Jim: Isn't that something?

Tracey: And that just really struck a little discord in my heart, that you know, I hear a lot in the public schools about the importance of tolerance and even my son, he started to wonder, although he didn't act on it, but even in first grade he started to wonder, how is it that we're able to talk about all these other culture or religious, you know, events that happen at Christmas time, but yet, we leave out Christianity? So, we can't do that. If we're gonna talk about tolerance, then we're tolerance across the board.

Jim: Right.

Tracey: And we're able to include Christianity as one of those things that happen at Christmastime, because it's important to so many people who are Christians.

Jim: Well, and again, that is so well-said, because that's all we're tryin' to do is say there is a true definition of Christmas and this is what we believe as Christians—

Tracey: Yes.

Jim: --and for kids to be able to participate. I think it's a great way for miracles to happen.

Tracey: Uh-hm.

Jim: You know, we've heard of great situations where kids first received kind of retaliation, but then we equip those children. They can have a little sheet that they can download from the website that states what the rights are for a child. One teacher said, "You can't read that Bible here at school." They presented the sheet. The teacher read it and said, "Well, okay, it looks like you can."

Tracey: Oh.

Jim: So, they were allowed to share that at lunch time with other students and talk about the book of John. Ironically, it was the same book.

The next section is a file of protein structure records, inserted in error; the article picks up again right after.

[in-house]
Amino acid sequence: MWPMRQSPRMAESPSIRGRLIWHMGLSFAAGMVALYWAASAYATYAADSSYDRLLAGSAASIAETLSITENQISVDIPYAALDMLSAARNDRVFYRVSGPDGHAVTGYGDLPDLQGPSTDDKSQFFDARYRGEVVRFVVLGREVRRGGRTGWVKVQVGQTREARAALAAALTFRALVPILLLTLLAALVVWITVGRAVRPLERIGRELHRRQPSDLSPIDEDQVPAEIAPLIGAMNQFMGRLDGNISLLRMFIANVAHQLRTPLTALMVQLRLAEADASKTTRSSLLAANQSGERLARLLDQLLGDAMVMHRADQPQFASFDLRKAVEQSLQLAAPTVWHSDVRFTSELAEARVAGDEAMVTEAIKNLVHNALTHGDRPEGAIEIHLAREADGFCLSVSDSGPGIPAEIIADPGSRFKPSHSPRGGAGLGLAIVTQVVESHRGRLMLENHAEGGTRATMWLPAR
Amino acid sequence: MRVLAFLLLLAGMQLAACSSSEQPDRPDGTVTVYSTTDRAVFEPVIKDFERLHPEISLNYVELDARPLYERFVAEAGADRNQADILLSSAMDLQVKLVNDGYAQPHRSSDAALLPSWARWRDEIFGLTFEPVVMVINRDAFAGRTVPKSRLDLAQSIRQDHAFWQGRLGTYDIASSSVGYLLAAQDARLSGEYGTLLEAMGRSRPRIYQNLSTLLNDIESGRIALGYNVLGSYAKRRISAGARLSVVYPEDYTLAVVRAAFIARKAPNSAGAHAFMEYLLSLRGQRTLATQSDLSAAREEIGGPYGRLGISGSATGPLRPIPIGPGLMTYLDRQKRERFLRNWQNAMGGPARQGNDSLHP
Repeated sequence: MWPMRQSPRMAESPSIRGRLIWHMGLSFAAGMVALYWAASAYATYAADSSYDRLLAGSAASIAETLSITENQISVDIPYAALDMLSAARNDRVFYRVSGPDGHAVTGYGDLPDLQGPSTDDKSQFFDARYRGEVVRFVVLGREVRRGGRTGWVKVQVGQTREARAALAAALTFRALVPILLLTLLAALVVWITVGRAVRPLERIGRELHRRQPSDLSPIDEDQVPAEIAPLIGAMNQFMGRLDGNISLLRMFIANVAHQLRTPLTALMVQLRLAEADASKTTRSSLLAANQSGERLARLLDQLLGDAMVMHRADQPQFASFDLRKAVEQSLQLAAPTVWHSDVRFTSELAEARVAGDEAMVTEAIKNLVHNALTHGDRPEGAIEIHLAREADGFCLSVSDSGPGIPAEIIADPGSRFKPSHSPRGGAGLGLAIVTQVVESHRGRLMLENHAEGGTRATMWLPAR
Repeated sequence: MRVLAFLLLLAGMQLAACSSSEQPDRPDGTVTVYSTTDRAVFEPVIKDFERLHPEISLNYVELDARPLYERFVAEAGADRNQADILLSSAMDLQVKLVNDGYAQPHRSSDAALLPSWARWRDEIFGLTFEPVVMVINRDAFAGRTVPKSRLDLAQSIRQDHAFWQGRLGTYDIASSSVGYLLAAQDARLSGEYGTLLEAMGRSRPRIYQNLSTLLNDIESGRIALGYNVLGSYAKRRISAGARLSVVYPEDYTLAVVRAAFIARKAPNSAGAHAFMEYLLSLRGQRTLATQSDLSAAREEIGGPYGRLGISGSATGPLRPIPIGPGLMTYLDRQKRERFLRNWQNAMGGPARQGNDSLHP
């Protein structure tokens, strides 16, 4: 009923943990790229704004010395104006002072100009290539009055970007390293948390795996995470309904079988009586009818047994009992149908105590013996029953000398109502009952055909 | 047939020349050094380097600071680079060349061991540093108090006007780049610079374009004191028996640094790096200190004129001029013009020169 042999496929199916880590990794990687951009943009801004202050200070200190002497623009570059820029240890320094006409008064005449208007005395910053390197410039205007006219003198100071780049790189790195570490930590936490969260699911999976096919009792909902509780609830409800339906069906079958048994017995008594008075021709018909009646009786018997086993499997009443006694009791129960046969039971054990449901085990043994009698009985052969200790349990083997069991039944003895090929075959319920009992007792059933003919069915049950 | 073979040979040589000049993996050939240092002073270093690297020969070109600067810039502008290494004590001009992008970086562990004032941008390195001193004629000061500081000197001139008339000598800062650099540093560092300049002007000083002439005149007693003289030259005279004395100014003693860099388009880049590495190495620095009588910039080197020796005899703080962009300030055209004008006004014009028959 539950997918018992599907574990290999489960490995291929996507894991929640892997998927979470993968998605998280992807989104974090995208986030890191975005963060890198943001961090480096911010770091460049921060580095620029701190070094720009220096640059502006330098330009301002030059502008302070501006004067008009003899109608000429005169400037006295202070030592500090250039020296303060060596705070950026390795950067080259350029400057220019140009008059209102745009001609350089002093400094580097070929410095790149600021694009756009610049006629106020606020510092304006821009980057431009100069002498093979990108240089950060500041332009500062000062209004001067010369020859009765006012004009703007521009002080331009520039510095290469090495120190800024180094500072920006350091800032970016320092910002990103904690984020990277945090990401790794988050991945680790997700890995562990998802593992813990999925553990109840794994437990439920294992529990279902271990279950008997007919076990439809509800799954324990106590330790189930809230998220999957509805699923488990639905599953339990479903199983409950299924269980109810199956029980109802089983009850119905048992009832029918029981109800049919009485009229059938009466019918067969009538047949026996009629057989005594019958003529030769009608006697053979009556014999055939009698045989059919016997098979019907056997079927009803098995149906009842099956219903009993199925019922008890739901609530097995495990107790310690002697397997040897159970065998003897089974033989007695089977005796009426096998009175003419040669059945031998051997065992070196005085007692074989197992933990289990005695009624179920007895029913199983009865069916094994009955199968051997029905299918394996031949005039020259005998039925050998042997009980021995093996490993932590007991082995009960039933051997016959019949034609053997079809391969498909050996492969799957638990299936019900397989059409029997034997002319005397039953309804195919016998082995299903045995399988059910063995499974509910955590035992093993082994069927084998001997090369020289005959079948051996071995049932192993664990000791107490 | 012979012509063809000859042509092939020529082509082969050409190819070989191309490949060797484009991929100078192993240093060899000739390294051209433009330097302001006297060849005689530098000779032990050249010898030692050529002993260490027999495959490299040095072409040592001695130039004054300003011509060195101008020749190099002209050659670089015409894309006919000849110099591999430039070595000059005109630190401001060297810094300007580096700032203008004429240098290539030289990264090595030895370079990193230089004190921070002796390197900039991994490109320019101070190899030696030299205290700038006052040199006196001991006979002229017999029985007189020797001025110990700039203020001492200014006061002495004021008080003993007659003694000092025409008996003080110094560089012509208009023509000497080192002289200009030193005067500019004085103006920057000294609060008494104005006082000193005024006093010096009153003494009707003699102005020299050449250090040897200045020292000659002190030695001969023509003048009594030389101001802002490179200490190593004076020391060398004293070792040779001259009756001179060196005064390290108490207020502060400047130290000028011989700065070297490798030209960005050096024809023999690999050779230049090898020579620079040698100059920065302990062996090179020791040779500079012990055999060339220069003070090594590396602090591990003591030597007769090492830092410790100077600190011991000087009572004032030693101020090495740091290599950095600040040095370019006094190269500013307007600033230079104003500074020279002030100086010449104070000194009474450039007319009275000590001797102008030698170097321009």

Tracey: Okay.

Jim: So, these are ways again, that we're tryin' to equip people in your freedoms.

Tracey: Right.

Jim: These aren't special privileges that your teachers or that the principal of that elementary school are giving you. These are your freedoms given to you by the Constitution.

Tracey: Yes.

Jim: And we just are encouraging people to act on 'em and parents to get their children to understand them and act them out, so that they can learn the great attributes of this country—the freedoms that we possess--

Tracey: Uh-hm.

Jim: --and along the way, probably bring a friend, like your friend brought you—

Tracey: Right.

Jim: --to church someday.

Tracey: Right.

Jim: That's a great thing.

Tracey: Yes.

Jim: Tracey, we have run out of time. What would be your encouragement for the mom that's kind of on the fence saying, "Well, I don't know. I don't have much time." What would you say the benefits have been?"

Tracey: The benefits for me, since I didn't grow up in a Christian home and I've lived about half my life not being a Christian, half my life being a Christian, is I want to make sure that I am real and authentic in my faith. And what I share at home as a mother and as a wife, I want to be the same whether I go to the grocery store or go to a friend's house.

And I want my children to be able to live out their faith because it is who they are in Jesus Christ, at home and exactly the same way at school. There is no change in their personality, because I want them to have the fruits of the Spirit in them. And when they're there, they're going to be the same no matter if they're on the ball field or if they're at dance class or if they're at school or at home.

And so, my challenge and my hope is that Christian families will realize that when Jesus comes into our lives, when He is in our heart and we know that He is absolute truth, that is carried out in every measure of who we are as a person. It's irrelevant of where we go. It's who we are in Him. And so, I want my children to grow up knowing that, that Christ comes first.